Figure 5 Intraoperative infrared ablation of the orifice of the abscess cavity. (A) Post-debridement, pre-ablative fragile annular tissue. Complete resection of the fragile tissue was impossible; (B) infrared ablation; (C) post-ablation. Discolored, sterilized annular tissue had become firm and provided us with a reliable suture line.

After proximal anastomosis of the graft, the aorta was declamped, and weaning from the cardiopulmonary bypass was achieved without difficulty.


Postoperative course

Microscopic examination of the resected specimen revealed destruction of the endocardium and infiltration by pyogenic inflammatory cells.

Postoperative CT confirmed that both abscesses had diminished in size and no longer seen (Figure 6). The patient is alive and well 5 years after surgery without any signs of recurrence of the infection.

Figure 6 Computed tomography 1 month after the operation. Both abscess cavities had completely disappeared.

Thus far, 15 patients with IE involving aortic and/or mitral annular lesion(s), including two patients with methicillin-resistant Staphylococcus aureus mitral valve endocarditis, one patient with methicillin-resistant Staphylococcus aureus aortic valve endocarditis, and one patient with methicillin-resistant Staphylococcus aureus prosthetic mitral valve endocarditis, have been surgically treated with the assistance of infrared ablation. An annular lesion or annular lesions extended into the left ventricle in 3 patients, a fistula from the left ventricle to the right atrium was detected in 2 patients, and the mitro-aortic curtain was involved in one patient. The local recurrence rate was 0%, and the complication rate related to the infrared ablation was 0%. There were two deaths unrelated to the endocarditis: one due to non-occlusive mesenteric ischemia and the other due to perforation of the small intestine. None of the patients required re-operation during follow-up periods ranging from 0.4 to 5.4 years (mean: 1.8±1.3 years) (Table 1).

Table 1
Table 1 Patient characteristics
Full table

Comments

We previously reported efficacy of the infrared coagulator in the treatment of atrial fibrillation in animal models and clinical cases (3-5). Nath et al. reported observing irreversible loss of cellular excitability and tissue injury after exposure to temperatures >50 °C for 60 seconds (6). We applied this thermal effect as a means of achieving a bactericidal effect in the treatment of IE. High temperature short time (HTST) pasteurization is known as one of the pasteurization techniques. In HTST pasteurization, tissue temperatures between 72 and 75 °C destroy pathogenic organisms including bacteria and viruses.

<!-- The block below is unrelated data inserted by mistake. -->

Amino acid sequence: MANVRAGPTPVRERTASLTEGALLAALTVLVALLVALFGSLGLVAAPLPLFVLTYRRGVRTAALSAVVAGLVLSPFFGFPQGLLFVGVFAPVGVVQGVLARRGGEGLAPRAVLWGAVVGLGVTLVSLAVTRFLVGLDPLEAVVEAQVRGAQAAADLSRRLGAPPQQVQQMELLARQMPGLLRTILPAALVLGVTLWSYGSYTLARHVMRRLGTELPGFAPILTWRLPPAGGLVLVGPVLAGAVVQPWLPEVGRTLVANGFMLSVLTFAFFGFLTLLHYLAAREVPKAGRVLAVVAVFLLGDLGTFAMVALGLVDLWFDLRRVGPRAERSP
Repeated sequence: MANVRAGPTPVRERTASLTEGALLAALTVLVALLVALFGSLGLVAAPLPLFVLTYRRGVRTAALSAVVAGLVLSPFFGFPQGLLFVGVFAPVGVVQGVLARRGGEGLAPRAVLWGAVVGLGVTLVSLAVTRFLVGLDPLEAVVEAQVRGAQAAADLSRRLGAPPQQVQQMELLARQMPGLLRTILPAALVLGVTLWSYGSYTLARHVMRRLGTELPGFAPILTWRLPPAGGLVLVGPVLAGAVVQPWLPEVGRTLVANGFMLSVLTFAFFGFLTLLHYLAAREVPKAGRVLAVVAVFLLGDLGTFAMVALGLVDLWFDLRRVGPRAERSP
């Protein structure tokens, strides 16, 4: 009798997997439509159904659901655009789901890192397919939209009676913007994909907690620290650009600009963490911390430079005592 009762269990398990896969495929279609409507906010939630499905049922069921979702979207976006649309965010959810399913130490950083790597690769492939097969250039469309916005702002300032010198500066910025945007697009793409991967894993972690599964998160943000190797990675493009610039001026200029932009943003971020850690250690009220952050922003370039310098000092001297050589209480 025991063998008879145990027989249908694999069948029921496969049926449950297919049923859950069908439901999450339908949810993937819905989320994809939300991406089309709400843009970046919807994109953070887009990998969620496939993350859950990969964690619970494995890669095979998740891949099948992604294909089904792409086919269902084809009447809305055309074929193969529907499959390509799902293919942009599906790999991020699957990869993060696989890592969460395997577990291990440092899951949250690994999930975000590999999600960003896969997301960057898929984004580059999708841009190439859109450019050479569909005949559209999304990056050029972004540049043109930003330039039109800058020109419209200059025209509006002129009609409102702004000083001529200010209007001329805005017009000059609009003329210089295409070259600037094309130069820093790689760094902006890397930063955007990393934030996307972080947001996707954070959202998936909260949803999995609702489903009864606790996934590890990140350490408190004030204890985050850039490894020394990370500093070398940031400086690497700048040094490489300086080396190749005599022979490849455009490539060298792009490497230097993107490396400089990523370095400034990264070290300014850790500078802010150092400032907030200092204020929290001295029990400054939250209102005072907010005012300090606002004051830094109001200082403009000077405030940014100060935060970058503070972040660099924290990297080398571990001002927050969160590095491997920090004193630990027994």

Intramyocardial abscess formation is usually caused by continuous spread of microorganism into the paravalvular myocardium, but the etiology of abscess formation is not restricted to continuous spread to the paravalvular myocardium. Sometimes, bacterial spillover into the blood leads to dissemination and proliferation at deeper sites and causes both abscess formation and tissue destruction (7). This is the theoretical background underlying the bactericidal effect of infrared energy in deeper lesions.

In the case reported here the myocardium was ablated intermittently at 2-sec intervals, which prevents rapid temperature rises and charring. Charring not only blocks the photo-energy radiation deep inside the myocardium but is liable to provide a new infection site.

The coagulated edematous tissue in our patients became dry and firm, and it was possible to place more reliable sutures. Microscopically, the ablated myocardium was characterized by myocardial degeneration with karyopyknosis and atrophy of the cytoplasm. In the chronic phase, the endocardium thickened, and myocardium was totally replaced by collagen fibers. Collagen fibers endow tissue with elasticity, and they are very resistant to traction and tension forces. These are reasons why our patients showed good prognosis in long-term.